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Published on June 29th, 2010 | by admin

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Mountainsmith Encourages Recycling, Photography, Endeavors

Most of our photography is urban, centered around events, portraits, buildings… but it’s a shame to miss the natural world. Too often, it’s just a bit too much of a pain to lug your several pound DSLR around, whether it be Canon, Nikon, Sony, if you have one lens or several. We’ve tried our hand at park photography, and while Ansel Adams might just turn over in his grave when we complain about lacking wifi hotspots in the wilderness, anyone can appreciate a couple of bags to help you manage your load.

We’ve worked with Mountainsmith before, and their Modular Hauler. Much like that one, today’s items are actually a couple of bags in one, and work together. The first to be reviewed is the Lariat 65 Recycled- ours was a quite pleasant Lotus Blue but a Pinon Green version is also available. Perhaps the neatest part of the bag is that the body is made from 100% recycled plastic bottles, apparently 23 of which go into making one bag.

This is one solid internal frame bag, capable of carrying enough clothing and gear for almost a week. It features a compression molded back panel, which offered a bit less airflow than we like- our backs got pretty sweaty, pretty quickly. Our shoulders were happy though, as the load (up to 65 liters) was distributed evenly across the reinforced, dual density straps and both upper and lower waist/chest cross-straps. Some folks will love the detachable summit pack; we found it to make a pretty nice daypack, but require a bit of effort to get attached securely enough to not imbalance the pack. Hydration is handled through the provided sleeve, but you’ll need to add your own bladder.

There are more compression straps and loops than we could count. OK, that’s a slight exaggeration, but there are trekking pole mounts, ice axe & tool loops, not to mention the haul handle and expansion collar over the adjustable height top, not all of which we used. The bag itself weighs five pounds- not too bad, considering the padded and frame, but a bit heavy for the carrying space (4275 cubic inches total). There’s even a removable safety whistle! Everything from the zippers to the loops seems pretty sturdy and durable,

At $160, it’s one of the best bargains we’ve seen in this class. And if there isn’t quite enough space for you, or you’d like yet another detachable section, there are easy attachment loops that fit onto the next item up.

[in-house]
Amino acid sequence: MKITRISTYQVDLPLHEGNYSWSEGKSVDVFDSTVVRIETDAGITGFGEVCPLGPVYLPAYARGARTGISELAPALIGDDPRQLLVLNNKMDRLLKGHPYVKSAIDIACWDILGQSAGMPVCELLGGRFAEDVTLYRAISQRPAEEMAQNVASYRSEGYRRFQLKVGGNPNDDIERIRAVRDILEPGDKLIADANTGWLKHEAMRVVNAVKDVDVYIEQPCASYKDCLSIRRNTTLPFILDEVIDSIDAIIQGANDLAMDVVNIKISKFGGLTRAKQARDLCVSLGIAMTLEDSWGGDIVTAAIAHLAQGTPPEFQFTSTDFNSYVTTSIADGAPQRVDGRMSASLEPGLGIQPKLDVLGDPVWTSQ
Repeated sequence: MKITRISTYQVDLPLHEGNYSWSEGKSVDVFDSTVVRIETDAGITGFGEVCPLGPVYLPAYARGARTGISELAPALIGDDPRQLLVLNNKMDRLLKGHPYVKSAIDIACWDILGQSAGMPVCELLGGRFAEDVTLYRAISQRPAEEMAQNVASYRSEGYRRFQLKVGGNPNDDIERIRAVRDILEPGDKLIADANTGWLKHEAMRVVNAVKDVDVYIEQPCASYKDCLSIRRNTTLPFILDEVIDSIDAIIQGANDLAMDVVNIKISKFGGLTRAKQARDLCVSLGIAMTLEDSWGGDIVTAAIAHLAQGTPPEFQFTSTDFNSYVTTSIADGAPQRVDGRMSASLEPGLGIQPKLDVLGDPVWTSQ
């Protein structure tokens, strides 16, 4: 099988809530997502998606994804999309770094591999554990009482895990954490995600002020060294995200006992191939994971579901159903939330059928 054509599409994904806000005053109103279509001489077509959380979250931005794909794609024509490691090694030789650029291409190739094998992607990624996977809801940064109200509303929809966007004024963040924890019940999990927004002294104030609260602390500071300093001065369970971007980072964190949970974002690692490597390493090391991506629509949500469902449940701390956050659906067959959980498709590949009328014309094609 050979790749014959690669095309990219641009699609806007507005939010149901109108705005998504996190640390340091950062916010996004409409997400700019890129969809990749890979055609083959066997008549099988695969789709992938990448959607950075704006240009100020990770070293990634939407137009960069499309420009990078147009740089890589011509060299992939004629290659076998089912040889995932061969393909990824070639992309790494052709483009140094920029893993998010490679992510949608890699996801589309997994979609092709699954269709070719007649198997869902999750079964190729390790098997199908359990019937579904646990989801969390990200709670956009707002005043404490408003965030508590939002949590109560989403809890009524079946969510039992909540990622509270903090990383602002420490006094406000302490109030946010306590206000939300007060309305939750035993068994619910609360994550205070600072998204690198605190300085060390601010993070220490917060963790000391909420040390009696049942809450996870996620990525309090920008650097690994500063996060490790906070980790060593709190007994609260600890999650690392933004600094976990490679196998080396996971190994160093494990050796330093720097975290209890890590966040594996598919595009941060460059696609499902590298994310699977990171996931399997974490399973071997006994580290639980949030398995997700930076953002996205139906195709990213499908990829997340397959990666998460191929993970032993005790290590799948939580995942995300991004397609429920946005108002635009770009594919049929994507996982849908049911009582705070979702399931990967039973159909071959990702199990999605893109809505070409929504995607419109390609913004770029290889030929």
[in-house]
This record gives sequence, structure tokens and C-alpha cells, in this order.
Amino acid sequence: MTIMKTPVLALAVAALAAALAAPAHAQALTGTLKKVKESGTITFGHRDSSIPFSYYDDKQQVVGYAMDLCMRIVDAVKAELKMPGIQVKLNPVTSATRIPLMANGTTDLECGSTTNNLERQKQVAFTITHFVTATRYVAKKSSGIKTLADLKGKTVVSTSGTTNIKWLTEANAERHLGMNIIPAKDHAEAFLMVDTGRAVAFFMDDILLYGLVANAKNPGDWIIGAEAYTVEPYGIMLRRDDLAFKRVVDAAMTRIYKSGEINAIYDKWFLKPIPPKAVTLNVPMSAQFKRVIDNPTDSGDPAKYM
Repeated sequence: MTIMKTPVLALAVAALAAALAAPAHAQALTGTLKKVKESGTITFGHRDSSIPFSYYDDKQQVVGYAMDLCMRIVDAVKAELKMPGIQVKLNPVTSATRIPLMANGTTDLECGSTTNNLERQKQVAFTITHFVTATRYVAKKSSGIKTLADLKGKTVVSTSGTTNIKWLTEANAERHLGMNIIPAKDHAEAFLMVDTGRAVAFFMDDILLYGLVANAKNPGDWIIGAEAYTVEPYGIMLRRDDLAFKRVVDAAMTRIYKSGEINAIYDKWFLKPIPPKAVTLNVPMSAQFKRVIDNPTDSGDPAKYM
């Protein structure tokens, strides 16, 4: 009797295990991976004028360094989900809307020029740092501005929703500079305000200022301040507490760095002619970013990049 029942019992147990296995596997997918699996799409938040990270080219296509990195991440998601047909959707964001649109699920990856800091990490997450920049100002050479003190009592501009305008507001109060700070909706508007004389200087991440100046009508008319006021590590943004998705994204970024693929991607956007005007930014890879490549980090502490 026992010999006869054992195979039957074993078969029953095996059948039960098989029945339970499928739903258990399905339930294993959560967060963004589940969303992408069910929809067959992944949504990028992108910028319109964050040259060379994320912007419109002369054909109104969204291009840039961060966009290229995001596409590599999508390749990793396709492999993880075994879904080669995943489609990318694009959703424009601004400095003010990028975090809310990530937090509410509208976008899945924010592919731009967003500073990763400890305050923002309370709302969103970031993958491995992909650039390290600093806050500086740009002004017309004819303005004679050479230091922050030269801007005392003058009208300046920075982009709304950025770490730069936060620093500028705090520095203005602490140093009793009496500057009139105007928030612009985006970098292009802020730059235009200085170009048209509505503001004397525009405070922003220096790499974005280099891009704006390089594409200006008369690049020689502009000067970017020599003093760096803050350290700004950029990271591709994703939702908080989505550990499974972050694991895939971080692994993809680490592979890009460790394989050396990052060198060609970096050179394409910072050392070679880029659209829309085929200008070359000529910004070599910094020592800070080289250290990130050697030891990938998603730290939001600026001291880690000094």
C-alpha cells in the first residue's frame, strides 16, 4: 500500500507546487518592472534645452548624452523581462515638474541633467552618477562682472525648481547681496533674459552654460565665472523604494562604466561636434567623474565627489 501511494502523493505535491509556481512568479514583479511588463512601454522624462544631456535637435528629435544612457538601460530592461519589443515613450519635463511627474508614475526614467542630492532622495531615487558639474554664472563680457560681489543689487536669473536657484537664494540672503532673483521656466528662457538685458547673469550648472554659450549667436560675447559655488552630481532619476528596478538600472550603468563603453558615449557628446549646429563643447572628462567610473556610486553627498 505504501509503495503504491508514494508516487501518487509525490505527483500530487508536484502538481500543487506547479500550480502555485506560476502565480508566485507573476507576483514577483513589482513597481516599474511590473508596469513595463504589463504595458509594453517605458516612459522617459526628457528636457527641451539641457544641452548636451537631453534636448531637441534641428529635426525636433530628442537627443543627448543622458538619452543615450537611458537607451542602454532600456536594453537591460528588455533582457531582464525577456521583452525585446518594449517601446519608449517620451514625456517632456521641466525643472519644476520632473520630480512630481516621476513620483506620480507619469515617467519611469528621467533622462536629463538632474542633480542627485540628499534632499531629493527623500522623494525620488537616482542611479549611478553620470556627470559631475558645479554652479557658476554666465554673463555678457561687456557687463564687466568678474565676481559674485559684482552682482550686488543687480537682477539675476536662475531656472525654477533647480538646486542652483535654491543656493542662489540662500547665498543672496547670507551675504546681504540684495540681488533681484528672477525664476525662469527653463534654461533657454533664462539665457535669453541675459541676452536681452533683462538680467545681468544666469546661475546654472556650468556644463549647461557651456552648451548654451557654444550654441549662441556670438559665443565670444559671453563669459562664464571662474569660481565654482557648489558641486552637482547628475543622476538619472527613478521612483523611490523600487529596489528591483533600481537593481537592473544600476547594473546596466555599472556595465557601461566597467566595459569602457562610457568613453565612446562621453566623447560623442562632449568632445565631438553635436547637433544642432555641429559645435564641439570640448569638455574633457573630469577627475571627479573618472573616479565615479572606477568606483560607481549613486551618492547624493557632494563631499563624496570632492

We wanted to like the Endeavor Camera Messenger bag just as much. Made for the DSLRs around the size of Nikon D90 or Canon EOS 40D, it offers plenty of pockets and nifty organizational options- a side pocket, two zippered front pockets, and plenty of interior space. But it comes only in black with a yellow interior, which was certainly a bit odd on it’s own, and definitely did not look so good next to the Lariat. At 3 pounds, it fits in the common middle ground between an ultralight neoprene sleeve aimed at general protection and a more serious bag with dedicated space for your flash, lens, filters, and such (with more solid padding for your camera body or bodies).

Also, it felt just a bit too expensive at $110. There are some nice additions: you do get the organizational Kit Cube (decent for a spare lens or two with a little fiddling) and even a rain cover. The zippers are well protected against the elements with flaps, and the Endeavor is made from the same 450d ReDura PET fabric as the bag, again from recycled bottles. A removable shoulder strap and the bag itself are fairly well-padded, and the internal laptop compartment fits up to a 15.4-inch model. We found it a little unbalanced when fully packed, but everything fit nicely and safely inside.

When attached to the Lariat though, we weren’t really sure of stability or comfort- carrying the complete load ended up being a bit too much for our testers, and the more sensitive and fragile equipment felt a little too exposed on the larger pack. Ultimately, the Endeavor just didn’t offer either the style or the features we really like in our camera bags, and though the easy connection to the serious Lariat pack was OK, it didn’t quite make our gear much easier to carry and protect.


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